INDIANAPOLIS (Jan. 21, 2010) - In an address to the Indiana Council on World Affairs and Indiana Businesses for a Clean Energy Economy, Exelon Chairman and CEO John W. Rowe said yesterday that cap-and-trade is the most economic way to address climate change, especially in carbon-intensive Indiana, which gets about 95 percent of its energy from coal.
"Our nation is dealing with the climate issue regardless of what happens in Congress, so we must do it in the cheapest way possible," Rowe said. "Under cap-and-trade, carbon-intensive regions of the country like the Midwest will remain competitive, and potentially create thousands of jobs."
An October 2009 study by University of California-Berkeley estimates that a comprehensive climate policy stressing energy efficiency, renewables and other low-carbon investments could create 22,000 to 45,000 jobs in Indiana by 2020.
"Harnessing the power of markets to find the most efficient solutions is how our economy has created jobs for decades," Rowe said. "The best way to create jobs is by searching for the lowest-cost solutions to the problem, which is what a market-based approach like cap-and-trade forces us to do."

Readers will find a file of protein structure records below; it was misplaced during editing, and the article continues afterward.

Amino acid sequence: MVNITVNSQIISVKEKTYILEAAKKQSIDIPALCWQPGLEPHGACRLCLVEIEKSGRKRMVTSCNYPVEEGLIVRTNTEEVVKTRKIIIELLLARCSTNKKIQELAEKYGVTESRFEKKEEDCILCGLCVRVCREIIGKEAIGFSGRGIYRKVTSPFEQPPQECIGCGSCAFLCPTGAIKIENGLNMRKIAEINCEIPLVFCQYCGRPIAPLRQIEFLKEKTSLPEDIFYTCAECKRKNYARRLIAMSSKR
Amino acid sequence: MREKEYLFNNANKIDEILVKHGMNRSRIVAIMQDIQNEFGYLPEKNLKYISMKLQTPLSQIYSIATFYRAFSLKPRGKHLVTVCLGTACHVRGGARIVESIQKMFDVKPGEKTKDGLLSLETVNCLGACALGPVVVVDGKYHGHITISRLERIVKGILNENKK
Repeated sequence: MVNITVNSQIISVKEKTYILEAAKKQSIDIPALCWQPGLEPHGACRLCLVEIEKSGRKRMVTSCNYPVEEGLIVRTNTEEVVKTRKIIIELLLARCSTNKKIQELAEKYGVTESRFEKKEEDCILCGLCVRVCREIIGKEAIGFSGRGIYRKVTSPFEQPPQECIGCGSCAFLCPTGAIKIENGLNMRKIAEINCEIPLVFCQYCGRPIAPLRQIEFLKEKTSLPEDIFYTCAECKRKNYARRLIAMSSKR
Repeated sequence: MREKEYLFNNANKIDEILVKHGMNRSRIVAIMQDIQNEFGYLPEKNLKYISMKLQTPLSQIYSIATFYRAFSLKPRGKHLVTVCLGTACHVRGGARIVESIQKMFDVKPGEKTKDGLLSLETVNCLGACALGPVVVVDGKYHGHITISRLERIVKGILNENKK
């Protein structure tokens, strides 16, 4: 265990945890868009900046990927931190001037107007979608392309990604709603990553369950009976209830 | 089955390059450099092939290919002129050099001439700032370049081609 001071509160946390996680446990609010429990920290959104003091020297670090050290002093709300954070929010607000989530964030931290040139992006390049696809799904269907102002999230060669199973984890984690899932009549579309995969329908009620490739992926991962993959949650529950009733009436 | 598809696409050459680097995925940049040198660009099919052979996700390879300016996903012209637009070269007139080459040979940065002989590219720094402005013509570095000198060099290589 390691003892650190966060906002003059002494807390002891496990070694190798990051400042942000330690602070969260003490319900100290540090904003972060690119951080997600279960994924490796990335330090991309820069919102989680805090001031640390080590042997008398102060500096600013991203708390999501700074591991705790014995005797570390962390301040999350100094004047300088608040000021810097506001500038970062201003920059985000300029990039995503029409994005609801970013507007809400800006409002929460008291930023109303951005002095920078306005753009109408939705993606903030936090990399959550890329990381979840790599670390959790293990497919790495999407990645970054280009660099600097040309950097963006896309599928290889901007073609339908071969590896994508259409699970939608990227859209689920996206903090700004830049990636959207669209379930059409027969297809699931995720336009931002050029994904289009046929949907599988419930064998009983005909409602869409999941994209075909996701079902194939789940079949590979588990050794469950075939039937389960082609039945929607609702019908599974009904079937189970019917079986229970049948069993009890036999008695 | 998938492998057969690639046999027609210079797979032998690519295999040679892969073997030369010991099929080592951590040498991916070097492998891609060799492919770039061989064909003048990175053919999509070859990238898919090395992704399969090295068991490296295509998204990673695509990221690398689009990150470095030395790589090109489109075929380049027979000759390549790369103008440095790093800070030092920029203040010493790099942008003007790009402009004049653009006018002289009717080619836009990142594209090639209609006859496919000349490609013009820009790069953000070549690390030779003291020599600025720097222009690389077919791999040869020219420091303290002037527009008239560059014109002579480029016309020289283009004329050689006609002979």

Rowe also refuted the idea that cap-and-trade would transfer wealth from the Midwest to the coasts. According to analysis by consulting firm MJ Bradley, the average monthly residential electricity bill in Indiana would go up $6 if the Waxman-Markey bill became law-and would still be only half what a customer in Massachusetts or New York pays.
Indiana is among 12 states in the Midwest that account for nearly 30 percent of all U.S. greenhouse gas emissions, meaning the Midwest has far more at stake in the creation of new national energy policy to address climate change.
"Indiana and other Midwest states have a strong incentive to be involved in this debate," Rowe said. "The problem will not just go away. The climate challenge is one we must deal with, in a way that is good for the planet and the economy."
Chicago-based Exelon, one of the nation's largest electric utilities with strong positions in the Midwest and Mid-Atlantic, is not waiting for legislation or regulation to act. The company is undertaking its own effort to address climate change through Exelon 2020, an environmental and business strategy to reduce, offset or displace more than 15 million metric tons of greenhouse gas emissions per year by 2020. In April 2009, Exelon announced that it had reduced its greenhouse gas emissions by more than 35 percent from 2001 to 2008.
Rowe is the electricity industry's longest-serving chief executive, with 26 years as a utility CEO. Rowe was among the first CEOs in the industry to focus on climate change, first testifying before Congress on the potential effects of carbon emissions in 1992. He currently serves as co-chair of the bipartisan National Commission on Energy Policy, and previously chaired the Edison Electric Institute and the Nuclear Energy Institute.
Rowe's prepared remarks are available on the Exelon Web site at: www.exeloncorp.com/aboutus/speakersbureau.